Tuesday, August 2, 2011

Year of Wonders by Geraldine Brooks - DNF

One of my pet peeves is authors who insist on writing in a dialect that is not their own. (The Help, I'm looking at you) Yes, there are times when a brief appearance of another language or dialect is warranted, even welcomed, in the context of a greater story. I'm fine with that. But for an entire book, published in 2002, to be written as if it were an unearthed document from the 1660s is just plain annoying.

Sam had left me the cottage and the sheepfold behind, but they had nicked his stowe the day they brought his body out of the mine. I told him that day that they need not wait to nick it again, for three weeks, six weeks, or nine, I could neither shore his fallen walls nor was I in purse to have another do it. pg34

At age five and twenty, Elinor Mompellion had the fragile beauty of a child. She was all pale and pearly, her hair a fine, fair nimbus around skin so sheer that you could see the veins pulsing at her temples. Even her eyes were pale, a white-washed blue like a winter sky. pg35

Not only do these sentences sound contrived (it takes place in the 1600s, okay I get it, you don't have to beat me over the head with it) but the similes and metaphors give me a rash.

Shakespeare and his contemporaries wrote some beautiful prose because they lived it. Charles Dickens and The Bronte sisters wrote some beautiful Victorian literature because they lived it. Authors should write well, write what they know, and leave some of the imagination up to the reader.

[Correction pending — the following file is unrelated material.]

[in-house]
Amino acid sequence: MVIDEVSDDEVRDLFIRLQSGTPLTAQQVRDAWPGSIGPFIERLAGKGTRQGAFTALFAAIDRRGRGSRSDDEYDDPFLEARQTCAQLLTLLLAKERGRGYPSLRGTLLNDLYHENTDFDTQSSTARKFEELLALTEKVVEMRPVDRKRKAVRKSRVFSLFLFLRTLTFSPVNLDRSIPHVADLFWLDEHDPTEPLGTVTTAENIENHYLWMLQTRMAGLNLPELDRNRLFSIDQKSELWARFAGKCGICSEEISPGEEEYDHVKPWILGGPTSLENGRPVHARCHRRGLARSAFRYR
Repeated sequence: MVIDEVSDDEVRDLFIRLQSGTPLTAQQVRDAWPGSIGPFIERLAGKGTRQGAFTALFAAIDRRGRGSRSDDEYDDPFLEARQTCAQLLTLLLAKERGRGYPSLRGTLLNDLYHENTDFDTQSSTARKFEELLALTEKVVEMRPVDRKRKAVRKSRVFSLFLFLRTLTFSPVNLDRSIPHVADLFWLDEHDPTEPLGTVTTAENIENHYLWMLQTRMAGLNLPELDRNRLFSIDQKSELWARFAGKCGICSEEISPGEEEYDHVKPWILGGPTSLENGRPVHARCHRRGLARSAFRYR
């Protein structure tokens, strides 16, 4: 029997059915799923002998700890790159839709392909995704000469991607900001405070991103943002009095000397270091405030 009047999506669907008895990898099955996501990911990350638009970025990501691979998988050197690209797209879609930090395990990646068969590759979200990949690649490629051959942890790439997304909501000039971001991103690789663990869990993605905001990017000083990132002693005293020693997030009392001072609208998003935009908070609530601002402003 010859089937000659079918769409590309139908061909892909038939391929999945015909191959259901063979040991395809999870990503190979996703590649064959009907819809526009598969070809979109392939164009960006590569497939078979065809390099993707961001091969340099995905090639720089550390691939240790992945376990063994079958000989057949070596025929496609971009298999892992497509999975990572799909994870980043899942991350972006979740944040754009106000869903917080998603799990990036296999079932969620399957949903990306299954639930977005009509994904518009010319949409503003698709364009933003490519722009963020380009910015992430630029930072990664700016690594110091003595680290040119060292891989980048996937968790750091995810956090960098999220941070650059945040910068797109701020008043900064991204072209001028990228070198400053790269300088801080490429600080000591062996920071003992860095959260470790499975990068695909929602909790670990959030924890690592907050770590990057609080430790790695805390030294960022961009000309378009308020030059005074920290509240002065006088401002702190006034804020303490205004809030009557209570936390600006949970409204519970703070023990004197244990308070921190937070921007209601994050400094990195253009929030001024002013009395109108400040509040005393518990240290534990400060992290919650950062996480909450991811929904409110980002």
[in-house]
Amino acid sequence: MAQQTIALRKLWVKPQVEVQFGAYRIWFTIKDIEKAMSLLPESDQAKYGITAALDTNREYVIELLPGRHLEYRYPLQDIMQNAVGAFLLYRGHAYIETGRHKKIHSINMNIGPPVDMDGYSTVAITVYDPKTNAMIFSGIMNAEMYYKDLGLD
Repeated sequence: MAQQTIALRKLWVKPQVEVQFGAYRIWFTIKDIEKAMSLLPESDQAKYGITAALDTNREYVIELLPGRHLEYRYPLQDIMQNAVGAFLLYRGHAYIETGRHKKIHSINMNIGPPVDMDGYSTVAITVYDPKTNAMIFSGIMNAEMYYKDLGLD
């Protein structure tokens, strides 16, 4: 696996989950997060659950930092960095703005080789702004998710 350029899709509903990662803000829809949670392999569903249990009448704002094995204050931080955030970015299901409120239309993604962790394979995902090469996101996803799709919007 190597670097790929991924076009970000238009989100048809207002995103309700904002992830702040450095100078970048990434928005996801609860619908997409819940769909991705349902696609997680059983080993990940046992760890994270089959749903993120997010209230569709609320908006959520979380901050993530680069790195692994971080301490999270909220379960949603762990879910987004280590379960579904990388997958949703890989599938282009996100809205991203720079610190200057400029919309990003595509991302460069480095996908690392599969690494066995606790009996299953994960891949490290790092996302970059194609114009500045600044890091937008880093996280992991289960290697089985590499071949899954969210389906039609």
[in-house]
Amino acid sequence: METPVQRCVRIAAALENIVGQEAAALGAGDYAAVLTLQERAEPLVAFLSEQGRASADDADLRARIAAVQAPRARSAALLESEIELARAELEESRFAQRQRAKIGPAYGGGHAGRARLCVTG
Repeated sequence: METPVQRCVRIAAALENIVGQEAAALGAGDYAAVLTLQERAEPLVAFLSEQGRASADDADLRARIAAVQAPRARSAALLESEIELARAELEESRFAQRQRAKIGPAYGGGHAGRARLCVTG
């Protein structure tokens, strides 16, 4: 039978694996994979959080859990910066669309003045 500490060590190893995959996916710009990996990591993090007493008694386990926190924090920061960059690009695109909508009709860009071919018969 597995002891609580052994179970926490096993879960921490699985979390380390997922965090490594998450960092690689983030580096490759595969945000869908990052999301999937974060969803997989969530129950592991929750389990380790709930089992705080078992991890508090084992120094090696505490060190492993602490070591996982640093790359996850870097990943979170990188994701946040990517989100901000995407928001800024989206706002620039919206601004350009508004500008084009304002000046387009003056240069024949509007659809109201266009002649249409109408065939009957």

Natalie~Coffee and a Book Chick said...

Oh, no! I enjoyed this book and once I got into the flow of it, I was fine with the way it was written and got much more into the story. I will say that I prefer People of the Book that she wrote around the same time much more, though. I did also enjoy The Help, but I listened to that as an audio production and thought the narrators playing each role were phenomenal. I don't mind it when an author writes in a different dialect - if it feels right, then I'm good with it.

Trish said...

I'm sure The Help does much better as an audiobook as dialect is a heard thing rather than a written thing. I'm looking forward to seeing the movie!

Tracy said...

I enjoyed this book, though it is pretty harrowing in places. I know what you mean about dialect, but the thing about this book that I really didn't like was, yes, the ending! That really was contrived. I preferred it to People of the Book, and March, but that's partly because the headmistress of my old Primary School was from Eyam, and she used to tell us about the plague village, so I was interested to read a fiction (loosely) based on it.

Trish said...

I'm keeping this book on my shelf so I can give it another try some other time. I think the subject is interesting enough to warrant another attempt.